|> >much longer time, since the grasslands still supported large herds of
|> >game animals. As population pressure increased, domestication
|> >(possibly adopted from the civilized south) increased carrying
|> >capacity; the evolution of lactose-tolerance increased it still
|> >further. It wasn't until about 4000 bp that the PIE became too
|> >numerous to sustain their accustomed way of life in the steppes, but
|> >rather than taking up agriculture they burst out of their homeland
|> >upon their civilized neighbors to the south, and upon their less
|> >civilized neighbors to the east and west. Mobile warfare had long been
|> >the supreme art of the plains, and the PIE had a significant military
|> >advantage over everybody else. They rapidly conquered northern india,
|> >anatolia, and the middle east as far as egypt. Based on the chariots
|> >of shang china, they may have gotten there too; possibly as far as
|> >shantung. They probably reached jutland before shantung, since the
|> >corridor of plains is much more open westward. Jutland was like a
|> >miniature steppe

|> Maybe so, but if there were IE in jutland they seemed pretty
|> ineffective at keeping their brethren out. noting the occurance of
|> celtic religious practices in the region (4th to 6th century BC) and
|> use of the region as a staging area for scandinavian invasion (from
|> the 4th centruy BC).

IE peoples reached jutland well before this time; I'm not sure when,
but I'd guess it was at roughly the same time they appeared in india,
persia, anatolia, and china: 2000 bc.

|> Finally, the 'when' question has to be asked.
|> Sure during the latter part of the 4th or 5th millineum BC this is
|> possible, but the real question is whether these folks were actually
|> the first to colonize the newly livable european regions after
|> deglaciation.

I don't think so. I consider the basques as better representatives of
the post-ice age europeans, with the IE as invaders from the eurasian

|> I find it difficult to reconcile PIE european settlement
|> and northeast-asian track settlement simultaneously happening. One
|> has, at that time, an uncompetitive range of roughly 10,000 linear
|> miles (vs 100's of tangential miles) for a relatively small an closely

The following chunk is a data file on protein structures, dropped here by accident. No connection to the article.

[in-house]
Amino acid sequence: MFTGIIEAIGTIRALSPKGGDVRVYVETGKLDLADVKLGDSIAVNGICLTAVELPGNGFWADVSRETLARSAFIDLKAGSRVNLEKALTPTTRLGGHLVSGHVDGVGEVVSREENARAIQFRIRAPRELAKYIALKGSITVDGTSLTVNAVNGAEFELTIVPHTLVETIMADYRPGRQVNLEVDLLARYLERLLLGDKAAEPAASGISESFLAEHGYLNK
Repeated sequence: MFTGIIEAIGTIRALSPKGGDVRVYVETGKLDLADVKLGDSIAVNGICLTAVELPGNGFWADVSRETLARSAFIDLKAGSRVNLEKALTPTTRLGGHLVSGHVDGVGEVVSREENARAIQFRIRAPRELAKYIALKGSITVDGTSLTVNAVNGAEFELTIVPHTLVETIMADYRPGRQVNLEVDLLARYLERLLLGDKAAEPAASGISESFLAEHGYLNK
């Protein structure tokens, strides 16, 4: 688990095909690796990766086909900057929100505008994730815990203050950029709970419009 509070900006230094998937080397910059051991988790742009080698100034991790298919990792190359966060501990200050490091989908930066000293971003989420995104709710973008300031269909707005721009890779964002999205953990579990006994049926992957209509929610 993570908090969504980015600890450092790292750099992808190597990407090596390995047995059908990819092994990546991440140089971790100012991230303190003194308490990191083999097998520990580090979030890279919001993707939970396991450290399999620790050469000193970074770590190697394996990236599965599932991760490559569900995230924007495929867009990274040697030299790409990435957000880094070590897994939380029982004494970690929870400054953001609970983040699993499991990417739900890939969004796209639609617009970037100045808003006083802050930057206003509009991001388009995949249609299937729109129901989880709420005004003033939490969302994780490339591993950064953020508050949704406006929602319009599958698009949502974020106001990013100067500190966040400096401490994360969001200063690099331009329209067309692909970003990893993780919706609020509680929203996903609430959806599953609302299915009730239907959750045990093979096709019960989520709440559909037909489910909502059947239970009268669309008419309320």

|> related groups.

I don't think the core territory is quite that big. I'm talking about
the swath of continuous steppe lands from the carpathians in the west,
to the tien shan in the east. That's a couple of thousand miles long.
It's a huge ecumene; possibly the largest continuous biogeographical
region in the world, but it's an open highway once you tame the horse
and invent wheeled transport.

|> I can support an argument to the contrary by asking
|> the relative probability that such a group vs. range over say 4000
|> years would fracture frequently and to the extent most of the PIE
|> would be represented by mergences with groups on the periphery and
|> little in the form of a 'core' group would be left.

why? People adapted as big game hunters or nomadic pastoralists will
stay where the animals and the grazing are, or else search out greener
pastures. That is exactly what history seems to show.

This is kind of
|> contradictory with your idea of a solid IE/PIE group, which really
|> means as a group they must have maintained themselves over the last
|> 12KY by ranging from place to place, but, in doing so, they never
|> spread out so much as to dilute themselves by interaction with others.

Hard to say how much mixing went on with the forest dwellers to the
north or the mountain people to the south. I haven't seen data either

|> Any sub-population of IE which ranged into jutland or scandianavia are
|> likely to become quickly isolated from the main group and lose (as the
|> celts did) the core features of PIE culture.

How so? The celts seem about as indo-european as they get; what makes
you say they lost any core PIE characteristics?

|> I think there is a better explanation. That this group was actually
|> more east than west for the first half of the current IG period and
|> more west than east for the second half, and the transition from nomad
|> to pastoral, by chance, happened while this group was in the west
|> fixing their postion west.

The west would always be favored; the climate is milder, and rainfall
is higher. The hungarian plain is better yet, and jutland best of all
for people who value cattle and grass. The mix of climate,
environment, and lifestyle would always bias the IE westwards.
Climatic fluctuations periodically render the eastern steppes
inhabitable for pastoralists; it can get very dry.

|> [Since this reply is getting longer than uselful, I'll stop here]

Me too. %^)

Disclaimer claims dat de claims claimed in dis are de claims of meself,
me, and me alone, so sue us god. I won't tell Bill & Dave if you won't.
=-=-=-=-=-=-=-=-=-=-=-=-=-=---- Gerold Firl @ ..hplabs!hp-sdd!geroldf